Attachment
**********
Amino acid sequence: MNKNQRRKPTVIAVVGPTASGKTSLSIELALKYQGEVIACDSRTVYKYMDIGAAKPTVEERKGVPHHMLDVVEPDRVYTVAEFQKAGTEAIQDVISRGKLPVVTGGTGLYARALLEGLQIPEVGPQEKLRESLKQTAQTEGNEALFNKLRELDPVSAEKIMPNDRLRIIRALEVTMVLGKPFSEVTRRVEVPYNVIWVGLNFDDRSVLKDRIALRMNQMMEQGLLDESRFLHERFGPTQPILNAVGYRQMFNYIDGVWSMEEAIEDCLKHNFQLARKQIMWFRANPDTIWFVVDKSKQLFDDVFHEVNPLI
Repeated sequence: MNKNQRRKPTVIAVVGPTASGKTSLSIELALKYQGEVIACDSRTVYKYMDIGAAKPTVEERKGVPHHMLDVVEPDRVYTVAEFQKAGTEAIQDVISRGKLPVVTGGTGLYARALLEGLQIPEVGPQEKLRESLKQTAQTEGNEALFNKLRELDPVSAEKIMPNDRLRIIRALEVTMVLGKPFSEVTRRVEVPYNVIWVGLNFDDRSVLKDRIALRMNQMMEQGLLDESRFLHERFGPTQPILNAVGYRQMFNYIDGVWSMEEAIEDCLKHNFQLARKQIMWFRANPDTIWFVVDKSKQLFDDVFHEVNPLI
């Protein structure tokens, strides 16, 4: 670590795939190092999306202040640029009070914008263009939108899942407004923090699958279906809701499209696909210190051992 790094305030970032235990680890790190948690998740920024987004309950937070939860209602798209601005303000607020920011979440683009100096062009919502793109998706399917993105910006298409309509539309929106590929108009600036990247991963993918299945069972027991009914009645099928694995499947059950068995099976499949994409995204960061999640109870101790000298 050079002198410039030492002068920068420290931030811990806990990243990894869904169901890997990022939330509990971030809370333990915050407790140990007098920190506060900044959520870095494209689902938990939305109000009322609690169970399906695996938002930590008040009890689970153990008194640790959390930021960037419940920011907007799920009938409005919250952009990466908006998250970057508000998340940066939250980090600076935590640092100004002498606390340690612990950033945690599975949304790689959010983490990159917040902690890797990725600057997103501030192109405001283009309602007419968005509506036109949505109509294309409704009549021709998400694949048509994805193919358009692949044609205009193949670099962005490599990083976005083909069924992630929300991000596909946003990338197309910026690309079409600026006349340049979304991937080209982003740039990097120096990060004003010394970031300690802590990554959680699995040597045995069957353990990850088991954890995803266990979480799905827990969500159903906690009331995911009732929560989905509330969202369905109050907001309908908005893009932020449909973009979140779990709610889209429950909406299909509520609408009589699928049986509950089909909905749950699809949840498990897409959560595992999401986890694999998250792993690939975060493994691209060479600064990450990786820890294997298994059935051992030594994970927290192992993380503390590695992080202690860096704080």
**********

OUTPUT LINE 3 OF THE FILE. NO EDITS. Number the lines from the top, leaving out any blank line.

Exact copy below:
């Protein structure tokens, strides 16, 4: 670590795939190092999306202040640029009070914008263009939108899942407004923090699958279906809701499209696909210190051992 790094305030970032235990680890790190948690998740920024987004309950937070939860209602798209601005303000607020920011979440683009100096062009919502793109998706399917993105910006298409309509539309929106590929108009600036990247991963993918299945069972027991009914009645099928694995499947059950068995099976499949994409995204960061999640109870101790000298 050079002198410039030492002068920068420290931030811990806990990243990894869904169901890997990022939330509990971030809370333990915050407790140990007098920190506060900044959520870095494209689902938990939305109000009322609690169970399906695996938002930590008040009890689970153990008194640790959390930021960037419940920011907007799920009938409005919250952009990466908006998250970057508000998340940066939250980090600076935590640092100004002498606390340690612990950033945690599975949304790689959010983490990159917040902690890797990725600057997103501030192109405001283009309602007419968005509506036109949505109509294309409704009549021709998400694949048509994805193919358009692949044609205009193949670099962005490599990083976005083909069924992630929300991000596909946003990338197309910026690309079409600026006349340049979304991937080209982003740039990097120096990060004003010394970031300690802590990554959680699995040597045995069957353990990850088991954890995803266990979480799905827990969500159903906690009331995911009732929560989905509330969202369905109050907001309908908005893009932020449909973009979140779990709610889209429950909406299909509520609408009589699928049986509950089909909905749950699809949840498990897409959560595992999401986890694999998250792993690939975060493994691209060479600064990450990786820890294997298994059935051992030594994970927290192992993380503390590695992080202690860096704080």